One of the first rendering methods was rasterization, which treats models as a polygon mesh. These polygons consist of vertices, which contain information such as position, texture, and color. Subsequently, these vertices are projected in a plane normal to the perspective (that is, the camera).

The vertices act as limits so that the rest of the pixels are filled with the appropriate colors. Imagine painting an image by first arranging an outline for each of the colors you are going to paint: that’s what rendering by rasterization consists of.

A rasterization is a quick form of rendering. Today, this technique is still widely used, especially for real-time 3D rendering (for example, in computer games, simulations, and interactive graphic interfaces). More recently, the process has been improved by increasing the resolution and by using the anti-aliasing or anti-lapping functionality, which makes it possible to soften the edges of objects and blur them with the surrounding pixels.

Although the rasterization technique is effective, it raises certain problems in the presence of overlapping objects: if the surfaces overlap, the last one that has been drawn will be reflected in the 3D rendering, causing the wrong object to be rendered. To solve this difficulty, the “Z-buffer” concept in rasterization was developed, which consists of a depth sensor that indicates which surfaces are above or below a certain point of view. This method was no longer necessary, however, when ray casting was developed.

The rays extend to each pixel in the image plane. The surface on which they strike first will be shown in the rendering, and any other intersection after this first surface will not be rendered.

In essence, the primary rays from the camera point of view are projected onto the models and generate secondary rays. Once they reach the model, they produce rays of shadows, reflections and refractions, depending on the properties of the surface. A shadow is produced on another surface if the path of the shadow ray towards the origin of the light is hindered by the surface.

If the surface is reflective, it will project the resulting reflection beam at a certain angle and illuminate any other surface with which it hits, which will generate a new set of rays.…

GPUs as Past, Present, and Future of Computing

We all use our computer, but many times we are not aware of the technology in them. Incredible machines that allow us to enjoy leisure with graphics videogames very close to reality, physics mechanisms that emulate destroyed skyscrapers or blows between two vehicles fighting in frantic races. For these tasks, the work of the graphic processor or GPU is essential.

Today we will enter the world of graphics cards, GPU architectures, and their differences with another processor, the central or CPU, much better known because graphics cards are essential in today’s computing and are a basic part of what is important for many in the future: GPU, or data processing using GPU. Today we enter fully into this topic with our special graphics processors.

The pre-GPU era

Things have changed a lot since home computers began to be implanted in our homes back in the 80s. The hardware is based on the same foundations of von Neumann architecture, although it has evolved in a very remarkable way, and the Current systems are now much more complex.

The trio of components raised by John von Neumann was three: ALU, memory, and input/output referring to mechanisms that process, store, and receive/send information, respectively. Interpreting the architecture on a current computer would be equivalent to having only one processor, one disk, one keyboard, and one screen. Obviously, a modern system is made up of many more elements, and among them, the graphics card has become one of the current fundamental components.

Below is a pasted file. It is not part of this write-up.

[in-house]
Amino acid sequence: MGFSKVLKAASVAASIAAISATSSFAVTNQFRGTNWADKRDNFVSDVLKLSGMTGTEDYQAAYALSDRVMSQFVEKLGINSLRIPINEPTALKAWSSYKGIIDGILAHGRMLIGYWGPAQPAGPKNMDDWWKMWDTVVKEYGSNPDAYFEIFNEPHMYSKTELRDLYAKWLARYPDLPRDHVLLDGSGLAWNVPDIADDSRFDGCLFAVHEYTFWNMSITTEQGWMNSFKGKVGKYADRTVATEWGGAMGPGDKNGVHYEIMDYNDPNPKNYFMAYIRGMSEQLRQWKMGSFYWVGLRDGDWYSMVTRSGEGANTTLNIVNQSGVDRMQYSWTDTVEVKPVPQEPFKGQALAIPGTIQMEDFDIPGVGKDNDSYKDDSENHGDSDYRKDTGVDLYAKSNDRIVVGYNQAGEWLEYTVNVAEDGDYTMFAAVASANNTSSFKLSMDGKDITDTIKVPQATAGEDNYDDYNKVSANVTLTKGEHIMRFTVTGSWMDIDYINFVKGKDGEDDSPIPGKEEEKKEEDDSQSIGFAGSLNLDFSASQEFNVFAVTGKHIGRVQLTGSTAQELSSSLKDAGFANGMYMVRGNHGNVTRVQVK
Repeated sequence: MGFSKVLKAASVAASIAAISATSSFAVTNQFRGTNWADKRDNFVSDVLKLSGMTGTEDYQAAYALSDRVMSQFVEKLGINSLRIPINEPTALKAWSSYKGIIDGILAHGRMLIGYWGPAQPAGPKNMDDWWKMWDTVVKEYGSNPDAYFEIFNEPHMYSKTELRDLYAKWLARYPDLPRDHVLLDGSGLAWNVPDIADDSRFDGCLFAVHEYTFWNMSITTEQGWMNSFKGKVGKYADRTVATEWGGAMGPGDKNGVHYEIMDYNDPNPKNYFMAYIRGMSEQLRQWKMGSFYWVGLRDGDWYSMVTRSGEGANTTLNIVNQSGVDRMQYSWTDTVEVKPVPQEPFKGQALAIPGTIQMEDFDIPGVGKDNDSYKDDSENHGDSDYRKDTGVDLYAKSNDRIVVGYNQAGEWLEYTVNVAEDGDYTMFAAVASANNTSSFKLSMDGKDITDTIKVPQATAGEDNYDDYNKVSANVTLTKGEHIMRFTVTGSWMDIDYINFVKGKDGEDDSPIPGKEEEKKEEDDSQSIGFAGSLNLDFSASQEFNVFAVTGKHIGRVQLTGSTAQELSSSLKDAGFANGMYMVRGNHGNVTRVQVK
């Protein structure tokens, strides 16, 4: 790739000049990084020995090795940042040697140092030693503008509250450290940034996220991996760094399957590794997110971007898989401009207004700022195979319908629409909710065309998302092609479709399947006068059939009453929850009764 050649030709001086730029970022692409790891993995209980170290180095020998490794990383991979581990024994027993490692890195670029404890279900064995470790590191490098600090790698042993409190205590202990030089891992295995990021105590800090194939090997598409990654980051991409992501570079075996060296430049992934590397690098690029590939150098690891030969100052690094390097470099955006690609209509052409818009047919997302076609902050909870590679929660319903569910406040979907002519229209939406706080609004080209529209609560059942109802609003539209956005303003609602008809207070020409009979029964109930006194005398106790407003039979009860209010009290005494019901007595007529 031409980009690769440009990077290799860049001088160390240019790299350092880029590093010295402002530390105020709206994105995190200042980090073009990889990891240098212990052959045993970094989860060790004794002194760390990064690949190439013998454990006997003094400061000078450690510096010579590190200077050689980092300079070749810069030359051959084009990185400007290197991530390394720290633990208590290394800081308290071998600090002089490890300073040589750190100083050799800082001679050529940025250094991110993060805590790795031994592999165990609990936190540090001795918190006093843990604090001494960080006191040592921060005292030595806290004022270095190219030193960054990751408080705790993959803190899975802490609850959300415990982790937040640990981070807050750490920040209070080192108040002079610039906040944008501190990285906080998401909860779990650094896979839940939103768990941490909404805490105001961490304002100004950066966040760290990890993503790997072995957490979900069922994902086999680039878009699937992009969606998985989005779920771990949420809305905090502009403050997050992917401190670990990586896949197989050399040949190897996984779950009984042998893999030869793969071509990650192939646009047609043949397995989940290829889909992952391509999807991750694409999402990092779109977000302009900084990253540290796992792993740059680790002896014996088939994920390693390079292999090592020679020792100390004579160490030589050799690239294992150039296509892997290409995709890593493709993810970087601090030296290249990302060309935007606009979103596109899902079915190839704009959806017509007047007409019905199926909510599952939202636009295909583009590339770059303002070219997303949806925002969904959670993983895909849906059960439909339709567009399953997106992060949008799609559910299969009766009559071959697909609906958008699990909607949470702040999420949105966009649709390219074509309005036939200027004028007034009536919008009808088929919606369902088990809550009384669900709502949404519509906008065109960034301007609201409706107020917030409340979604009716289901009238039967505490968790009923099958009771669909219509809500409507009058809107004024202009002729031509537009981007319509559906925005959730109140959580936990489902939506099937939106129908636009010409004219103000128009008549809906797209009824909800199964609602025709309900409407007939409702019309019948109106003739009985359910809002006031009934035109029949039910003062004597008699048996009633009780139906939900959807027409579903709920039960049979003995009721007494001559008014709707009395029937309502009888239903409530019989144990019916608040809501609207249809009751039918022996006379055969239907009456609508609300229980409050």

The Origins

In the first computers, the central processor – CPU, central processing unit – was responsible for managing and processing all kinds of information.

Although those first systems used text-based interfaces, with the arrival of the first graphic interfaces, the level of demand grew not only in the operating system itself but also in many of the applications that began to emerge at the time. CAD programs or video games, for example, required many more resources to function properly.

At this point, system designers relied on a component that already existed to evolve it and make it grow. The math coprocessor or FPU – floating-point unit – was used in many systems to speed up data processing. They can be understood as a second processor, although some of the differences with respect to the CPUs are very clear: they cannot have access to the data directly (it must be the CPU that manages this section), or they execute a much simpler set of instructions to process floating-point data.

The definition of the general-purpose processor we had already used before. These types of processors are the most common, and the CPU is the most common example. They use generic records and instruction sets that can make the most diverse operations. An important fact for the topic that we are going to deal with is that the CPUs did not operate directly with floating-point data, but that they performed a previous conversion that involved an expense in resources and, therefore, time. Therefore, mathematical coprocessors were important as they could process this type of data.

The demands continued to grow, and the systems of the time had a CPU and an optional FPU that ended up becoming fundamental: the mathematical coprocessors evolved towards the GPUs, being the most efficient component when processing and determining the graphic aspect of everything type of software.

The First Graphics Cards

Mathematical coprocessors continued to evolve and improve and began to mount on individual cards. Through this format, they could have more space to create larger chips, with more transistors and circuitry and better energy connections, which were able to offer greater process capacity.

It was not until 1999 when NVidia coined the term GPU, Graphics Processing Unit, to replace the previous video cards. After a successful RIVA TNT2, they presented the NVidia GeForce 256, and to promote it, and they placed great emphasis on the graphic possibilities that it brought to our team. Video games, gaining more and more followers, were one of the keys for GPU designers to increase their performance year after year.